‘No commitment’ given to introducing legislation allowing government to close meat plants
Taoiseach Micheál Martin said he will “not give a commitment” to introduce legislation that would allow the government to forcibly close meat plants.
TD Holly Cairns asked the Taoiseach yesterday (Tuesday, October 6) if it is proposed to introduce such legislation.
Deputy Cairns said:
“We know from reports that the Minister for Health was urged by legal advisers to introduce legislation to allow the government to forcibly close meat plants.
We know entire counties have had to close on account of meat plants, that a plant in Cork with 226 cases never closed and that meat plants have been a consistent problem in terms of clusters of Covid-19, posing a serious risk to workers and public health.
“We now know that the Department of Agriculture, Food and the Marine is concerned that some plants are becoming complacent.”
The response of the Taoiseach
The Taoiseach said that although he will not give a commitment to it, such legislation can still be put forward. He said:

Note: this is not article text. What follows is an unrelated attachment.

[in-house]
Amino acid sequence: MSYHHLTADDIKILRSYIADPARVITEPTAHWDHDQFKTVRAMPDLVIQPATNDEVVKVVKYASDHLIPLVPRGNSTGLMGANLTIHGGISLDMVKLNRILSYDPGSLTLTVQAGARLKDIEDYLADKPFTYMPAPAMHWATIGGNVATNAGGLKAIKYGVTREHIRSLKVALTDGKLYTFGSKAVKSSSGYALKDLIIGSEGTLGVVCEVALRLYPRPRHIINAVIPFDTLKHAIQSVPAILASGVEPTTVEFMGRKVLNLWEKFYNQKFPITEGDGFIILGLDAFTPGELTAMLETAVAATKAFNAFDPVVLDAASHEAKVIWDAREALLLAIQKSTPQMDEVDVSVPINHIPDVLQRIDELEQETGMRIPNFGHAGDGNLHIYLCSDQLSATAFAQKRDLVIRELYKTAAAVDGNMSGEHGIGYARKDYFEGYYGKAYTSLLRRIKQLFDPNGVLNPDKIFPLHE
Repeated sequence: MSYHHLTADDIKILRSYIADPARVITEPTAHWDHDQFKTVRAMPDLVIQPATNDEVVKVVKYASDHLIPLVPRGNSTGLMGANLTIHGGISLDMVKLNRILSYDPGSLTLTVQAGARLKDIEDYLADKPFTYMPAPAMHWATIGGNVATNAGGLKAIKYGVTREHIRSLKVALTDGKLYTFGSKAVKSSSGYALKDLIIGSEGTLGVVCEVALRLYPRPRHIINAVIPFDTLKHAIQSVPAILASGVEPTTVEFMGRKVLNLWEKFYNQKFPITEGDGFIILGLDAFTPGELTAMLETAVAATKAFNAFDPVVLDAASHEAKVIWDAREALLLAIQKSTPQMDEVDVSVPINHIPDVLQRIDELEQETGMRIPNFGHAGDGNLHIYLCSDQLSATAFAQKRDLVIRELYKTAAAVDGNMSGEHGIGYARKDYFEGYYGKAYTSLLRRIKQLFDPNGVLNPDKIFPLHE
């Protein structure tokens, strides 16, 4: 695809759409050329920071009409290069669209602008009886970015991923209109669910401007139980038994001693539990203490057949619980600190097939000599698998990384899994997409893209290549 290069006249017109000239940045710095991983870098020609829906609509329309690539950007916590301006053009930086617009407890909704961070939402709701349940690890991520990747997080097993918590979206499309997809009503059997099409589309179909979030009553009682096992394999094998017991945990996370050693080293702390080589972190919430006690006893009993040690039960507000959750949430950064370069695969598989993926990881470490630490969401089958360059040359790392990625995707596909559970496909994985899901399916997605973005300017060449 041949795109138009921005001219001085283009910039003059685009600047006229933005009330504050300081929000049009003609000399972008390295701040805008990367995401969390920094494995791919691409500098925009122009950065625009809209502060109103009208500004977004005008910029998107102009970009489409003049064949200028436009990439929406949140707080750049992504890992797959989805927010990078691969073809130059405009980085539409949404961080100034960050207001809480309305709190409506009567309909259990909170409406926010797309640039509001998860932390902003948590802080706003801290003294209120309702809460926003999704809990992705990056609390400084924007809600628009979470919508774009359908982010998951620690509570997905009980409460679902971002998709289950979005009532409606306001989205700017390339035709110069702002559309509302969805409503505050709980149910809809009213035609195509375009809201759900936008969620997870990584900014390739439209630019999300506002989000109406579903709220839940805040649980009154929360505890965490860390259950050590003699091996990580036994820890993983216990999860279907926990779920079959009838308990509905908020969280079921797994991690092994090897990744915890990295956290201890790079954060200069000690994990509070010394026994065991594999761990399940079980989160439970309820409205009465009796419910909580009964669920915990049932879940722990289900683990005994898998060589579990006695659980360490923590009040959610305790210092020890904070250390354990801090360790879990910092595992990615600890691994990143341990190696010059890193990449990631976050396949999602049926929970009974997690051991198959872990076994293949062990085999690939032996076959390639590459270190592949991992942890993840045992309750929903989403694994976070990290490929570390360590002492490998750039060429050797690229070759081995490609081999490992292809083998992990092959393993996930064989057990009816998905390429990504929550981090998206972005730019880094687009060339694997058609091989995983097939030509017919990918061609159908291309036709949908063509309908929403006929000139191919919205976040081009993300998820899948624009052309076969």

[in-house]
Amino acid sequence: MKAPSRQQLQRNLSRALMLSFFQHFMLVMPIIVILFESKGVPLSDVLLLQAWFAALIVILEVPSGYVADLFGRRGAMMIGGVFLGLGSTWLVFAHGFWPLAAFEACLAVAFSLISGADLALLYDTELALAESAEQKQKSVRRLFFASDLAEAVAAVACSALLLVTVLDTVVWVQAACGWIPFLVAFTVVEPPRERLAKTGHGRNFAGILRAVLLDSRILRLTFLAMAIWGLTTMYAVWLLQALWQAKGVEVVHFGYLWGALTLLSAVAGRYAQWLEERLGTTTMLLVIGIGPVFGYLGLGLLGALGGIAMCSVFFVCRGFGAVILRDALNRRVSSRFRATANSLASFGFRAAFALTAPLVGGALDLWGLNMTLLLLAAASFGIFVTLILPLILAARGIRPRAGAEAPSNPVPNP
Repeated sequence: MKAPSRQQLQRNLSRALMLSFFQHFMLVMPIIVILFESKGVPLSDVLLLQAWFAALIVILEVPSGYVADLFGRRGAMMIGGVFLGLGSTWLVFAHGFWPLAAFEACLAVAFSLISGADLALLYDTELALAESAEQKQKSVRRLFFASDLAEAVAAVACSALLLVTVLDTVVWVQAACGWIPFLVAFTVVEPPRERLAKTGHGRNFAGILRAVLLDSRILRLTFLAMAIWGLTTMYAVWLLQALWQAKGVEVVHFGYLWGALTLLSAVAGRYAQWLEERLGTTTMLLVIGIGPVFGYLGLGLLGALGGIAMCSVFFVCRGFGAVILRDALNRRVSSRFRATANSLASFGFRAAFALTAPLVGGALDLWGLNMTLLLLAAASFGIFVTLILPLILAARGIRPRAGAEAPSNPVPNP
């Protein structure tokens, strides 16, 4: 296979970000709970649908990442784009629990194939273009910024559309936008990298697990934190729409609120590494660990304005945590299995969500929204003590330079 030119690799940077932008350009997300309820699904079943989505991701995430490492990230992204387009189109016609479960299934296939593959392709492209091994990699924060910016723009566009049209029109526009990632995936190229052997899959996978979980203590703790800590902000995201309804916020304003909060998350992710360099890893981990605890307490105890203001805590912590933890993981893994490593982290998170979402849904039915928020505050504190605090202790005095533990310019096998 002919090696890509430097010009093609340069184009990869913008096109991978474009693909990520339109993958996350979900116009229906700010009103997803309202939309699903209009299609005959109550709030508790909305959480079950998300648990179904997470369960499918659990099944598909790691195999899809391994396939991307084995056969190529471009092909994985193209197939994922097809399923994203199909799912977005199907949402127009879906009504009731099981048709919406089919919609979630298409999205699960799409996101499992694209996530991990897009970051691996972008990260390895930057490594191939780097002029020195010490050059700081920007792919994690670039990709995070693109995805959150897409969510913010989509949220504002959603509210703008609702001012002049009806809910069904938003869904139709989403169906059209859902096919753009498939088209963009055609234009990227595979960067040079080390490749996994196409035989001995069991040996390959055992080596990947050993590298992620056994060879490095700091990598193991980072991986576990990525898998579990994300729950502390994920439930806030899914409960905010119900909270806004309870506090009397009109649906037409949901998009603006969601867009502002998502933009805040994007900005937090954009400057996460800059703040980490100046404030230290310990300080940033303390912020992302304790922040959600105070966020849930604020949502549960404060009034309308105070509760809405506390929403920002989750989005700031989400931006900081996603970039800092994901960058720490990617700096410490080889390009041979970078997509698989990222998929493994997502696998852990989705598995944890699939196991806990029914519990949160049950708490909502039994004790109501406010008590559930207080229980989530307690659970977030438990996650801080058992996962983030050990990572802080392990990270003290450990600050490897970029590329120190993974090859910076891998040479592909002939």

“On the introduction of specific legislation for specific sectors, the Health and Safety Authority [HSA] has powers in regard to workplaces and around making sure that companies adhere to the health and safety practices that should apply.
“All of us have to make sure we are fully informed in terms of the dynamic of this virus and how it affects particular settings.
“A total of 27,000 tests have been undertaken as part of the serial testing programme in meat plants across 80 plants since August 21, with 107 positives.
There had been a view prior to the serial testing programme that the plants were the origins of source of the virus. It seems now, looking at that objectively, that that may not be the case.
“It may be the case that people are bringing the virus into the plants. The difficulty then is that conditions within the plants can be conducive to a rapid spread.”